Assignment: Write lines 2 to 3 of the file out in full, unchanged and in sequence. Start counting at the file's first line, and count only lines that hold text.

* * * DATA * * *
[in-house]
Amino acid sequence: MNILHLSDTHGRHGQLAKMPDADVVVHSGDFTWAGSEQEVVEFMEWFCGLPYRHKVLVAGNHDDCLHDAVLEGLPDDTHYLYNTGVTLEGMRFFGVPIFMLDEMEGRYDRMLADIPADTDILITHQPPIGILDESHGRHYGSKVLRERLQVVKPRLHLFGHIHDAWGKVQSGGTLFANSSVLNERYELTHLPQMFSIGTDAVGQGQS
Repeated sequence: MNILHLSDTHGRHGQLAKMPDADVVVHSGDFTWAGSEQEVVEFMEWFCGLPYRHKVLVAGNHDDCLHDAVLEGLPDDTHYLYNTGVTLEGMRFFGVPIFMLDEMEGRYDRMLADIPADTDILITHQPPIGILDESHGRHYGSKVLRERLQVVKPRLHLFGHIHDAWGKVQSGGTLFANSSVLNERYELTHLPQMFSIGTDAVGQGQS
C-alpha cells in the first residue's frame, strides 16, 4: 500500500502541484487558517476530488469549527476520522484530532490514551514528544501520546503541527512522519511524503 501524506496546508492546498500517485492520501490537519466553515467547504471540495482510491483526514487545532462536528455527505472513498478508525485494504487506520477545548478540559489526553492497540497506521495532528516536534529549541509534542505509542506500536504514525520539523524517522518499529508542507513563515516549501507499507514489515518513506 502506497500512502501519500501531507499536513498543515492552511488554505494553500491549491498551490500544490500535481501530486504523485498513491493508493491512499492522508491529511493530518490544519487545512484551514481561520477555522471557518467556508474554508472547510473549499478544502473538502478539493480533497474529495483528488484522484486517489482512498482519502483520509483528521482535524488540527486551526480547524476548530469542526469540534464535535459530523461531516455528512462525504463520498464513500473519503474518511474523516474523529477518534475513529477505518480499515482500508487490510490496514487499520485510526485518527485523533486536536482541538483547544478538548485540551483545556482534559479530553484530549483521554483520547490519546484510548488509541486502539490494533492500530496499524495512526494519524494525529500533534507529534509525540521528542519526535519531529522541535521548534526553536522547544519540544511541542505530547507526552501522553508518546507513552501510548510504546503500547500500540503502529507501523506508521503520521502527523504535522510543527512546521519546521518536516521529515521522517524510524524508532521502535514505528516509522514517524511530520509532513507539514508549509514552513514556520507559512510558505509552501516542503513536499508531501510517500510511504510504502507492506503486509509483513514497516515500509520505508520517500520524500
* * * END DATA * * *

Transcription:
Amino acid sequence: MNILHLSDTHGRHGQLAKMPDADVVVHSGDFTWAGSEQEVVEFMEWFCGLPYRHKVLVAGNHDDCLHDAVLEGLPDDTHYLYNTGVTLEGMRFFGVPIFMLDEMEGRYDRMLADIPADTDILITHQPPIGILDESHGRHYGSKVLRERLQVVKPRLHLFGHIHDAWGKVQSGGTLFANSSVLNERYELTHLPQMFSIGTDAVGQGQS
Repeated sequence: MNILHLSDTHGRHGQLAKMPDADVVVHSGDFTWAGSEQEVVEFMEWFCGLPYRHKVLVAGNHDDCLHDAVLEGLPDDTHYLYNTGVTLEGMRFFGVPIFMLDEMEGRYDRMLADIPADTDILITHQPPIGILDESHGRHYGSKVLRERLQVVKPRLHLFGHIHDAWGKVQSGGTLFANSSVLNERYELTHLPQMFSIGTDAVGQGQS